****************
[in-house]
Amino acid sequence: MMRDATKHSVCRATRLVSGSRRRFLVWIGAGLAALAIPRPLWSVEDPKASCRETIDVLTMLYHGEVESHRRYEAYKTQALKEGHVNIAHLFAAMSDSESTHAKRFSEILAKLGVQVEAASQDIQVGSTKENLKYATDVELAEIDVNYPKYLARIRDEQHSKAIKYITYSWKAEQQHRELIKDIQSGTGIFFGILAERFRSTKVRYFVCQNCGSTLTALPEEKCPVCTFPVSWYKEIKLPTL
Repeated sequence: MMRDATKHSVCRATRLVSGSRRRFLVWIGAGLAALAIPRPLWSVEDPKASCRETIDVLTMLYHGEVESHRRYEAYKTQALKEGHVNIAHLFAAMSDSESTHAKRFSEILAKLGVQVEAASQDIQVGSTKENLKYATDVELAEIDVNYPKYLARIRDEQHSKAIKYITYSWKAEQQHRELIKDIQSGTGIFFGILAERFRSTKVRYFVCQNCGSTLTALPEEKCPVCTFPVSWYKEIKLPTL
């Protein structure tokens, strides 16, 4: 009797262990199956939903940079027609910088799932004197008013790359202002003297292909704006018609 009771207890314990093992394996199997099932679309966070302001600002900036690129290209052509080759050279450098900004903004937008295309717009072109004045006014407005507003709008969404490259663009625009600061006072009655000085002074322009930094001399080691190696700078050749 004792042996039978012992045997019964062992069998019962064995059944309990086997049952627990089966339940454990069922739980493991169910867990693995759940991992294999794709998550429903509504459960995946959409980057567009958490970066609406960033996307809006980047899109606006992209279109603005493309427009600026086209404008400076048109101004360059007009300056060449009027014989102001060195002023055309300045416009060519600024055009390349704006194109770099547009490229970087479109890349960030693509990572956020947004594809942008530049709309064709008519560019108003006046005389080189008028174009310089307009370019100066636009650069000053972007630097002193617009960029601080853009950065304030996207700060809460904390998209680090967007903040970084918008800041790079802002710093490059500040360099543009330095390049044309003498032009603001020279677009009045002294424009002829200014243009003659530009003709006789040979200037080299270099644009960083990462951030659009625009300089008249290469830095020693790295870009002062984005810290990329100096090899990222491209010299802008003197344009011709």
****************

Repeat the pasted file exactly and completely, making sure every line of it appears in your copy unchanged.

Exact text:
[in-house]
Amino acid sequence: MMRDATKHSVCRATRLVSGSRRRFLVWIGAGLAALAIPRPLWSVEDPKASCRETIDVLTMLYHGEVESHRRYEAYKTQALKEGHVNIAHLFAAMSDSESTHAKRFSEILAKLGVQVEAASQDIQVGSTKENLKYATDVELAEIDVNYPKYLARIRDEQHSKAIKYITYSWKAEQQHRELIKDIQSGTGIFFGILAERFRSTKVRYFVCQNCGSTLTALPEEKCPVCTFPVSWYKEIKLPTL
Repeated sequence: MMRDATKHSVCRATRLVSGSRRRFLVWIGAGLAALAIPRPLWSVEDPKASCRETIDVLTMLYHGEVESHRRYEAYKTQALKEGHVNIAHLFAAMSDSESTHAKRFSEILAKLGVQVEAASQDIQVGSTKENLKYATDVELAEIDVNYPKYLARIRDEQHSKAIKYITYSWKAEQQHRELIKDIQSGTGIFFGILAERFRSTKVRYFVCQNCGSTLTALPEEKCPVCTFPVSWYKEIKLPTL
């Protein structure tokens, strides 16, 4: 009797262990199956939903940079027609910088799932004197008013790359202002003297292909704006018609 009771207890314990093992394996199997099932679309966070302001600002900036690129290209052509080759050279450098900004903004937008295309717009072109004045006014407005507003709008969404490259663009625009600061006072009655000085002074322009930094001399080691190696700078050749 004792042996039978012992045997019964062992069998019962064995059944309990086997049952627990089966339940454990069922739980493991169910867990693995759940991992294999794709998550429903509504459960995946959409980057567009958490970066609406960033996307809006980047899109606006992209279109603005493309427009600026086209404008400076048109101004360059007009300056060449009027014989102001060195002023055309300045416009060519600024055009390349704006194109770099547009490229970087479109890349960030693509990572956020947004594809942008530049709309064709008519560019108003006046005389080189008028174009310089307009370019100066636009650069000053972007630097002193617009960029601080853009950065304030996207700060809460904390998209680090967007903040970084918008800041790079802002710093490059500040360099543009330095390049044309003498032009603001020279677009009045002294424009002829200014243009003659530009003709006789040979200037080299270099644009960083990462951030659009625009300089008249290469830095020693790295870009002062984005810290990329100096090899990222491209010299802008003197344009011709």